Ancient Egypt Wiki
Preceded by:
Amenemhat IV
Pharaoh of Egypt
12th Dynasty
Succeeded by:
Sobekhotep I
1806-1802 BC (3 years,
10 months, and 24 days)
Praenomen Kasobekre
The Soul of Sobek-Re
Nomen Sobekneferu
Beauty of Sobek
Horus name Meritre
Beloved of Re
Nebty name Sitsekhem-Nebettawy
Daughter of the Powerful One,
Mistress of the Two Lands
Golden Horus Djedetkhau
Stable of Appearances
Father Amenemhat III
Consort(s) Amenemhat IV (?)
Died 1802 BC
Burial Northern Mazghuna pyramid

Kasobekre Sobekneferu, sometimes written as Neferusobek (transliteration: sbk-nfr.w, meaning: "Beauty of Sobek"), was a female pharaoh and the last ruler of the Twelfth Dynasty during the Middle Kingdom. Some scholars believe that she was the daughter of Pharaoh Amenemhat III and Manetho states that she was the sister of Amenemhat IV. She is the first female ruler of Egypt to have all her names and titles preserved, but Nitocris may have ruled in the Sixth Dynasty.

Amenemhat IV most likely died without a male heir. Consequently, Amenemhat III's daughter Sobekneferu assumed the throne. According to the Turin Canon, she ruled Egypt for 3 years 10 months and 24 days. The end of her reign also concluded the Twelfth dynasty and inaugurated the beginning of the Thirteenth Dynasty of Egypt.


She was known from many monuments, though several of her (headless) statues survived from Khatana. (These have now disappeared, possibly stolen.) See L. Habachi, including the base of a king's daughter with her name that was discovered in Gezer.[1] She also made additions to the funerary complex of Amenemhat III at Hawara (called a labyrinth by Herodotus) and built at Herakleopolis Magna while a fine cylinder seal bearing her name and royal titulary is now located in the British Museum.[2] A Nile graffito, at the Nubian fortress of Kumma records the Nile inundation height of 1.83 metres in Year 3 of her reign.[3] Her monumental works consistently associate her with Amenemhat III rather than Amenemhat IV, supporting the theory that she was Amenhotep III's daughter and was perhaps only a step-sister of Amenemhat IV.[4] Kim Ryholt notes that the contemporary sources from her reign show that she never adopted the title of "Queen or King's sister"--only 'King's daughter'--which supports this hypothesis.[5] The reason why she would not have called herself 'King's sister' would be because at that time the king who was her brother would have had to be alive, and obviously this was not the case. The princess, Neferu-Ptah. daughter of Amenemhat III, was the only one who had ever used that title up until that time.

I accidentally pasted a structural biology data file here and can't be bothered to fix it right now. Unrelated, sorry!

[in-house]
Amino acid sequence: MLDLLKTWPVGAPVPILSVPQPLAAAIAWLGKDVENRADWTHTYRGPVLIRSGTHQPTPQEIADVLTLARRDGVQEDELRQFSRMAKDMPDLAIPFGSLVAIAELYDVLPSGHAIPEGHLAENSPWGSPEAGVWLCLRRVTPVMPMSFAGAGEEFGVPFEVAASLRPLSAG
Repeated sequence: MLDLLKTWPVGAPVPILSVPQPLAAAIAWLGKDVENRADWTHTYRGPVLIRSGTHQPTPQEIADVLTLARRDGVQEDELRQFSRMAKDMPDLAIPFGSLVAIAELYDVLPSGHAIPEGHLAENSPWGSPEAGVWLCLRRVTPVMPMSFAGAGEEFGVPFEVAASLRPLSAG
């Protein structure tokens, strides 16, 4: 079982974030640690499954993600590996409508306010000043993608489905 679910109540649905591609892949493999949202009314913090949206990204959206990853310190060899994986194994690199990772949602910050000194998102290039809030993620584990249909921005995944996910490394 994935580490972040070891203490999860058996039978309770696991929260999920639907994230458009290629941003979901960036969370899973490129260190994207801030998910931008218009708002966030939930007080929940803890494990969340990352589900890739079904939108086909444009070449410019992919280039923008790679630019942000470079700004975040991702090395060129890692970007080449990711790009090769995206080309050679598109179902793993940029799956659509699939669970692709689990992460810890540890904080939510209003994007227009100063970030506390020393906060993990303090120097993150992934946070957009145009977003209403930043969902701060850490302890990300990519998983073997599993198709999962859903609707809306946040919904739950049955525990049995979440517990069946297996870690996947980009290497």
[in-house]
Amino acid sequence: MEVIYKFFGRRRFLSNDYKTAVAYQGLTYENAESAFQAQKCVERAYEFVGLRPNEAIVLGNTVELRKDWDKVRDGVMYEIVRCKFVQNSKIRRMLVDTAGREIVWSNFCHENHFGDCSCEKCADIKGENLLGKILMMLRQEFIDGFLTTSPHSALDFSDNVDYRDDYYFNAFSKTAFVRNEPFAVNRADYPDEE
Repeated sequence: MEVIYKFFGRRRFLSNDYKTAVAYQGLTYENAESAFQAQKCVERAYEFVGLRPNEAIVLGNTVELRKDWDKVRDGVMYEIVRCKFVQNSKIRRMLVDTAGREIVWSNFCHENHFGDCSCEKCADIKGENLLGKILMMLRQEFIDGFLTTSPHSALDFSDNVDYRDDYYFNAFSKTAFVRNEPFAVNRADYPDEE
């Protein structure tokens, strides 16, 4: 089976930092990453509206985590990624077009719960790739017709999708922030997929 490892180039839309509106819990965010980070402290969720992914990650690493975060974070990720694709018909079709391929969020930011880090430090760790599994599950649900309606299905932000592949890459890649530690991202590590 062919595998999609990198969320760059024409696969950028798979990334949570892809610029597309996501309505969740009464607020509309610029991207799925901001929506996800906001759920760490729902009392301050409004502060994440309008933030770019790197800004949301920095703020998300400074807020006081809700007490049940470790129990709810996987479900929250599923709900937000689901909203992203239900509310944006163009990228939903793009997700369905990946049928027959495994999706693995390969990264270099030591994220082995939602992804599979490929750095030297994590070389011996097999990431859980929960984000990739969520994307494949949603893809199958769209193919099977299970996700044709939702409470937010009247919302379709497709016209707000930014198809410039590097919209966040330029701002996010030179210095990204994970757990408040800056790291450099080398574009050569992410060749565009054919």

Contrary to the general view, Hatshepsut was not the first female pharaoh who called herself "Son of Re", as male kings did: Sebekneferu also used this title and a damaged statue in the Louvre shows her with a male kilt on top of her female dress. She too wore a male headdress.[6]

Her tomb has not been positively identified, though she may have been interred in an uninscribed pyramid complex in Mazghuna, immediately north of a similar complex ascribed to Amenemhat IV. In a papyrus found at Harageh, a place called Sekhem-Neferu is mentioned. This is perhaps the name of her pyramid.

For discussion on all the known records from this queen's time see V.G. Callender, 'Materials for the Reign of Sebekneferu' in Proceedings of the Seventh International Congress of Egyptologists. Cambridge, 3-9 September 1995 [ed. C.J. Eyre]. Peeters, Leuven (1998), p.227-236.


  1. Ryholt 1997, p. 213.
  2. Gae Callender, 'The Middle Kingdom Renaissance' in Ian Shaw, The Oxford History of Ancient Egypt, (Oxford Univ. Press: 2003), paperback, p.159
  3. Gae Callender, op. cit., p. 159.
  4. Ryholt, op. cit., p. 213.
  5. Ryholt, op. cit., p. 213.
  6. Callender, 'What sex was Sebekneferu and what do we know about her reign?’, KMT 9, pp.24 - 30.


  • Callender, Vivienne G. 1998. 'Materials for the Reign of Sebekneferu' in "Proceedings of the Seventh International Congress of Egyptologists. Cambridge, 3-9 September 1995" [ed. C.J. Eyre]. Peeters, Leuven, p.227-236.
  • Dodson, A./Hilton, D., 2004: The Complete Royal Families of Ancient Egypt. Thames & Hudson, London.
  • Grajetzki, W., 2006: The Middle Kingdom of Ancient Egypt: History, Archaeology and Society. Duckworth, London.
  • Ryholt, K., 1997: The Political Situation in Egypt during the Second Intermediate Period c.1800-1550 B.C. Museum Tuscalanum Press.
  • Shaw, Ian. Nicholson, Paul. 1995. The Dictionary of Ancient Egypt. Harry N. Abrams, Inc., Publishers.
  • Shaw, Ian, Ed. 2000. The Oxford History of Ancient Egypt, Oxford University Press. Graffito ref. pg. 170.

External links[]

Amenemhat IV
Pharaoh of Egypt
12th Dynasty
Sobekhotep I